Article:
Written by Alexa Erickson
Stress. It’s a word we hear far too often, but know all too well. Just about everyone experiences it at some point, both internally and externally. Stress on the body, whether it be from spending days on the computer, in cars and planes, can wreak havoc on our health. We don’t put enough importance on the necessity of downtime, but if we did, we may find ourselves happier and less stressed.
Understanding the Psoas Muscle
Much of the tension we store occurs in our muscles, one of them being the psoas muscle. This can result in an ugly downward spiral that becomes a source of anxiety and stress in and of itself.
The psoas muscle is the largest muscle in our bodies, running through the entirety of our trunk.
“Because the psoas is so intimately involved in such basic physical and emotional reactions, a chronically tightened psoas continually signals your body that you’re in danger, eventually exhausting the adrenal glands and depleting the immune system,” explains Liz Koch in her book, The Psoas Book. “As you learn to approach the world without this chronic tension, psoas awareness can open the door to a more sensitive attunement to your body’s inner signals about safety and danger, and to a greater sense of inner peace.”
Also called the “muscle of the soul,” stretching the psoas muscle does more than just release tension. This muscle is where we often store stress or trauma that can influence our mood and perspective on life. Built-up stress can biologically manipulate our wellbeing, and even advertisers and politicians take advantage of it to brainwash humans. Called the “lizard brain,” it is the oldest part of the brain, the brain stem, that is responsible for primitive survival instincts like aggression and fear (“flight or fight”).
If we store negativity, like fear, we cannot think clearly, as fear has the ability to shift our lifestyles, even control them. That’s why it’s so important we become aware of where fear is stored and how to release it.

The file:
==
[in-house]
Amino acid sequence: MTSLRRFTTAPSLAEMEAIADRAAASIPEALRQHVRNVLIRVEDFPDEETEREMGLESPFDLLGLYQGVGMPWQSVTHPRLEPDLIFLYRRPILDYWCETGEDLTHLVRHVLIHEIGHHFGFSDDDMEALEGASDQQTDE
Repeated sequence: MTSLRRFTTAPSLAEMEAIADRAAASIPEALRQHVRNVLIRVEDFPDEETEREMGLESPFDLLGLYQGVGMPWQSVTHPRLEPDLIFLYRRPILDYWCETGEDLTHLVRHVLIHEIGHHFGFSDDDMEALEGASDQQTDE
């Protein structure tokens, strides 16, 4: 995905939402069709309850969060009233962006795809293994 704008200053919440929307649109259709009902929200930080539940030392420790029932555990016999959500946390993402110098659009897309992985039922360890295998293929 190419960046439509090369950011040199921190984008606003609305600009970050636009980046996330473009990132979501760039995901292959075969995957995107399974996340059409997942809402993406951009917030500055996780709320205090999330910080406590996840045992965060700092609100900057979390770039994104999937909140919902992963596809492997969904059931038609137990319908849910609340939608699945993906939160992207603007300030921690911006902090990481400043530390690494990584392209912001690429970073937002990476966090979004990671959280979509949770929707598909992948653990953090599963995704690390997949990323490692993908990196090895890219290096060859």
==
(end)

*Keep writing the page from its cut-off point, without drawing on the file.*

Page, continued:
The psoas muscle stretches from the lower trunk through the hips and into the top of the thighs, and is used for core stability and the fight flight reflex. When we see something that creates fear in us, our brain sends signals to the body to respond by releasing adrenaline. When we don’t respond, this stress hormone gets stored up in the body and can result in such health problems as insomnia, lowered immune system, anxiety, eating disorders, depression, and living in a constant state of fear or alert.
A Therapeutic Approach to Healing
Because stress builds up on an unconscious level, it is primitive that we consciously heal our bodies. And while there is no single way to do this, there is a gradual way, which includes lifestyle changes and a daily practice.
Craniosacral Therapy, for instance, works to teach the body how to relax into a parasympathetic state that puts the nervous system at ease. The therapy is a gentle and non-invasive method for teaching us awareness of what our bodies need, and therefore eliminate stress that’s stored within us.
“Through subtle touch, the therapist reads the ‘story’ of your body, locating tensions and using its physiology as a guide to healing. It responds to this sensitive touch by beginning to listen to itself. This deep connection enables it to initiate the pace of each treatment and the form of its own healing,” explains Shine Holistic.
A huge part of taking on a healthier lifestyle is commitment to daily practice that continuously works to heal, replenish, and relax you. A variety of yoga poses, for instance, can help you to release this stress, anxiety, and fear that gets built up within the psoas muscle.
Take a look at Yoga International’s long and detailed list of photos and descriptions of poses that can get you started.
There is not enough urgency in everyday society regarding the link between the physical and the mental worlds of our bodies. But if we saw them as intertwined as they are, we would pay much closer attention to how one affects the other. Stretching your psoas every day will work to loosen your mind from the hold fear and anxiety can have on your wellbeing.
Originally posted @ Collective Evolution